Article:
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What Is the Pay Difference Between a Teacher With a Bachelor's Degree or Masters?

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Each school or its governing body is responsible for setting the pay schedules for teachers. As such, the pay difference between a teacher with a bachelor’s degree or a master’s degree may vary by school, school board, county or state. However, teachers with a master’s degree consistently have higher pay than teachers with the same number of years of experience in the same specialty who only have a bachelor’s degree. Some schools and districts also require that teachers have a master’s degree in order to teach.

Average Salary Difference with Master's Degree

The U.S. Bureau of Labor Statistics reports that teachers with a master’s are likely to have higher salaries than teachers with a bachelor’s. According to the nonprofit group Education Next, that difference is about $2,500 — or 6.5 percent — after a teacher has taught for 10 years. Amy Scott of American Public Media's Marketplace questions whether teachers should get a raise for earning a master's since the additional degree may not translate into better teaching.

Average Salaries for All Teachers

To place the question in context, elementary school teachers across the U.S. earned an average of $52,240 per year, middle school teachers earned $52,570 per year and secondary education teachers made $54,390 per year on average in 2008 according to the Bureau of Labor Statistics. Special education teachers earned an average of $50,0200 in elementary schools, $50,810 in middle schools and $51,340 in secondary education schools. According to the National Center for Education Statistics, the average salary for public school teachers for the 2007-2008 school year was $49,600, compared to $36,300 for private school teachers.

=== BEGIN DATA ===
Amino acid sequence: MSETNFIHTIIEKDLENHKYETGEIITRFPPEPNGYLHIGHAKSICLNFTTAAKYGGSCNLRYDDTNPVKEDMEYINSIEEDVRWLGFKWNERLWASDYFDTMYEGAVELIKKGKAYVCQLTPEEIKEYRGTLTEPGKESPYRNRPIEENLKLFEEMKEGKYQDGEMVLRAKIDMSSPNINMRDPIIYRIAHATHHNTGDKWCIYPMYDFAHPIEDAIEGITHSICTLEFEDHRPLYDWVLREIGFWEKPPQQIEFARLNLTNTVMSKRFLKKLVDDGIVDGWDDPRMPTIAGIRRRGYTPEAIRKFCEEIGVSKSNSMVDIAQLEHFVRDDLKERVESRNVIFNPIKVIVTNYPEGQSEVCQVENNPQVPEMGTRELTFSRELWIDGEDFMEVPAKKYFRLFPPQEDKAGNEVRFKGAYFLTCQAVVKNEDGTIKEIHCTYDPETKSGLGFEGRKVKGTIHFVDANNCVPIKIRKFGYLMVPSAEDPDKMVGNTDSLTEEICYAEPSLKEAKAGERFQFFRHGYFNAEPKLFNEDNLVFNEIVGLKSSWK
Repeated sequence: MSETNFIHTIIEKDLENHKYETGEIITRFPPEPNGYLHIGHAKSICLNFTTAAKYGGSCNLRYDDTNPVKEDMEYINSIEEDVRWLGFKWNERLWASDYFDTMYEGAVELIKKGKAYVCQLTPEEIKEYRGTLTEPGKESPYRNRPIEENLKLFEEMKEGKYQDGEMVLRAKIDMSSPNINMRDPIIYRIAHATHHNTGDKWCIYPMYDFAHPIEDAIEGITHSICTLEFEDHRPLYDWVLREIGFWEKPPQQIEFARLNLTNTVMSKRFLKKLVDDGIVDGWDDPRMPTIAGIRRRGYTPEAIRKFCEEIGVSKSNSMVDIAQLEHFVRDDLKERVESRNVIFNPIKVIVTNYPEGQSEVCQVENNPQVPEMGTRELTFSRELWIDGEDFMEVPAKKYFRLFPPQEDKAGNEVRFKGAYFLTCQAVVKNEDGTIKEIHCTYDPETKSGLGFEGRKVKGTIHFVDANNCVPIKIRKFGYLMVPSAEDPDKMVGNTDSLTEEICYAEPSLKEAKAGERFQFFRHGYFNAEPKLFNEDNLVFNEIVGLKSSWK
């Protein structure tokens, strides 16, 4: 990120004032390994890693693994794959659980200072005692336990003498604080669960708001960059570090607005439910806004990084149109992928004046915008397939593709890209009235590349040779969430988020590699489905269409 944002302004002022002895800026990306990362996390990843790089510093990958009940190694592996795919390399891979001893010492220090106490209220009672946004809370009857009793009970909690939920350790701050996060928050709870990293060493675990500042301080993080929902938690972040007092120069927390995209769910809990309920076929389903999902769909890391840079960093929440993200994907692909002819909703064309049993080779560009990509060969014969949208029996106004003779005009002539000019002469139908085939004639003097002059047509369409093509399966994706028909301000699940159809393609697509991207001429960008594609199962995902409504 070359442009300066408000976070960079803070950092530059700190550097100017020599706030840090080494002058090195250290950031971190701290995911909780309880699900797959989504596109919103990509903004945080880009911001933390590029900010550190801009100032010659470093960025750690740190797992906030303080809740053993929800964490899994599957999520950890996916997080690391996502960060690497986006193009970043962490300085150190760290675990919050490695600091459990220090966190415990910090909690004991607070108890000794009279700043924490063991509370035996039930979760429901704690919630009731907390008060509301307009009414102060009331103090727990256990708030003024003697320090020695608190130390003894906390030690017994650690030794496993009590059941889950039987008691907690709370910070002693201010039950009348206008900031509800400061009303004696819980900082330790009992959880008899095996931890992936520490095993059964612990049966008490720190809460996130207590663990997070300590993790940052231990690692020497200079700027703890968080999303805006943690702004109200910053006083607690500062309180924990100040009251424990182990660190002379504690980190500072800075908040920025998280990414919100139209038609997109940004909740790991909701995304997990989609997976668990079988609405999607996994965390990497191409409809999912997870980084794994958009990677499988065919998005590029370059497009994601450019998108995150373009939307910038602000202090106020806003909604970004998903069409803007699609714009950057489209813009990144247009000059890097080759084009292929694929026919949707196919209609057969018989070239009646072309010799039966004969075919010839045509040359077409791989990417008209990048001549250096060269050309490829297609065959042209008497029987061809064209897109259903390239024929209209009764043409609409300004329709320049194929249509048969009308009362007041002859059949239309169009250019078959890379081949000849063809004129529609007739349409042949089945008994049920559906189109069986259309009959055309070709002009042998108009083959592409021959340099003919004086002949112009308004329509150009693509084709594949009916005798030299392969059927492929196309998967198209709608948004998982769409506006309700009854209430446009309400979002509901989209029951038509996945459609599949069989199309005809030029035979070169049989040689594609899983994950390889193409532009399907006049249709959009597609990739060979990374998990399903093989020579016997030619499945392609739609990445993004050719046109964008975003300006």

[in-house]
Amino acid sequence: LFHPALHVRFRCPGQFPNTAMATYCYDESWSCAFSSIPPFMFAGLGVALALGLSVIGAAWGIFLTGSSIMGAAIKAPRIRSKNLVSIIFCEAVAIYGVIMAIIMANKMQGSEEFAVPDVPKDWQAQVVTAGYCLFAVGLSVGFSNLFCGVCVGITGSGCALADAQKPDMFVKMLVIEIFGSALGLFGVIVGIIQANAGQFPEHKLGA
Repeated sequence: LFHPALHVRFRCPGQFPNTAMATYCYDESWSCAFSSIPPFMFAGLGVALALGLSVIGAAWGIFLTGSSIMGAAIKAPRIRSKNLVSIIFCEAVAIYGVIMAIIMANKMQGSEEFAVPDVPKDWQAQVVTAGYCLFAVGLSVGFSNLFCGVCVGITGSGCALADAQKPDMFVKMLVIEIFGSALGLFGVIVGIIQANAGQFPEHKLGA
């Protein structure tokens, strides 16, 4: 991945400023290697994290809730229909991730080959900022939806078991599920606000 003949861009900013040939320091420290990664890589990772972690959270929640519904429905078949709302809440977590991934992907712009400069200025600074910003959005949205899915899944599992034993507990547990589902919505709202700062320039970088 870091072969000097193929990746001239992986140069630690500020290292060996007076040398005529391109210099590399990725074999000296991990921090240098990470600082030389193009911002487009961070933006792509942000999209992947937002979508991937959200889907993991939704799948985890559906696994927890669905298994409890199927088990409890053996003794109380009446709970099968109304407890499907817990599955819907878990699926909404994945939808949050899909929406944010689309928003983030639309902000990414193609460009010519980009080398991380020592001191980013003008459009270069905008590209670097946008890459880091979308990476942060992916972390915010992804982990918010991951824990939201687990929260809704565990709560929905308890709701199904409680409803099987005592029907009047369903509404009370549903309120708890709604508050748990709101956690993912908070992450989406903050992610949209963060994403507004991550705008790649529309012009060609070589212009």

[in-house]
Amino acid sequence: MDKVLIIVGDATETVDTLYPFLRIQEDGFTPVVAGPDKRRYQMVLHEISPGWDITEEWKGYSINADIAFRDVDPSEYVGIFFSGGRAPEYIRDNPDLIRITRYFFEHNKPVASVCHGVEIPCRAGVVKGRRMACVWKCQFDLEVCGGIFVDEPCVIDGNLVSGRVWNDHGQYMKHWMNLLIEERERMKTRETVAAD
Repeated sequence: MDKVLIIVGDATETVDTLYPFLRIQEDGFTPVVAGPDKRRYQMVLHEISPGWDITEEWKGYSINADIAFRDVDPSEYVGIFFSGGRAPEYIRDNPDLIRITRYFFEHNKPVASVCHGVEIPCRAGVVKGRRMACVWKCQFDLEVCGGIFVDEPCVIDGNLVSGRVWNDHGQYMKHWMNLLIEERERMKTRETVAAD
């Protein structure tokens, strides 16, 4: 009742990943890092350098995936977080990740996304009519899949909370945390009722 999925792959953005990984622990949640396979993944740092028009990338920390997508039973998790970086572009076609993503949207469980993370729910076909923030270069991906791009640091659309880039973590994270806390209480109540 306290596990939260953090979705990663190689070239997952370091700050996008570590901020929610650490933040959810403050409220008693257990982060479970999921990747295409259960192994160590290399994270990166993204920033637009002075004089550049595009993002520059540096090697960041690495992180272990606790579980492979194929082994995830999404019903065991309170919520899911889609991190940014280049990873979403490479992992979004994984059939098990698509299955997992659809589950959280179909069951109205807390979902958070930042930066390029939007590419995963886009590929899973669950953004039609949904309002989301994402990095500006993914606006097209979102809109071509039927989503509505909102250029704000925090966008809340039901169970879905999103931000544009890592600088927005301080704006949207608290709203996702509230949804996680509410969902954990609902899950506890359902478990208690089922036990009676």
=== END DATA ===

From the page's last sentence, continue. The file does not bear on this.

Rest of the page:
North Carolina Public Schools

The salary schedule for North Carolina Public Schools serves as an example of the types of salary differences between teachers with a bachelor's and those with a master's. For the 2011-2012 school year, teachers working for the North Carolina Public Schools with less than two years of experience and a bachelor’s degree earn an annual salary of $30,430 while those with a master’s degree earn $33,470 per year, a $3,040 a year difference. Teachers at the other end of their career, with a bachelor’s degree and 34 or more years of experience, earn an annual salary of $52,550, while teachers with a master's degree and the same experience earn $57,810 per year, an increase of $5,260 a year for having the additional degree. Teachers for the North Carolina Public Schools who have a National Board for Professional Teaching Standards certificate have voluntarily completed 10 standardized assessments designed to evaluate their level of teaching skills and abilities. They earn only slightly more for having this additional certification.

Denver Public Schools Example

Unlike North Carolina, each public school system in Colorado sets its own salary schedule. Pay levels are divided into “steps,” and teachers move up a step for every year of experience, even if the teacher has not worked in the Denver public school system. Teachers with a bachelor’s degree and less than a year of experience earn $37,551 per year while those with a master’s degree and the same experience earn $41,207 per year, an increased salary of $3,656 for having earned a master's degree. Teachers at Step 13 —the highest step — earn $52,154 per year with a bachelor’s, or $61,100 per year with a master’s -- an increased of $8,946 a year for having earned the master's degree. Teachers may have higher salary levels if they have additional certifications, regardless of whether they have a bachelor’s or a master’s degree.


Carrie Belt has been a professional writer since 2004, focusing primarily on business, marketing and web writing. Her articles have appeared in "Richmond Magazine," "Boomer Life Magazine" and "Richmond Times Dispatch." Belt won three first-place Collegiate Gold Circle awards for her work. She holds a Bachelor of Arts in media arts and design from James Madison University.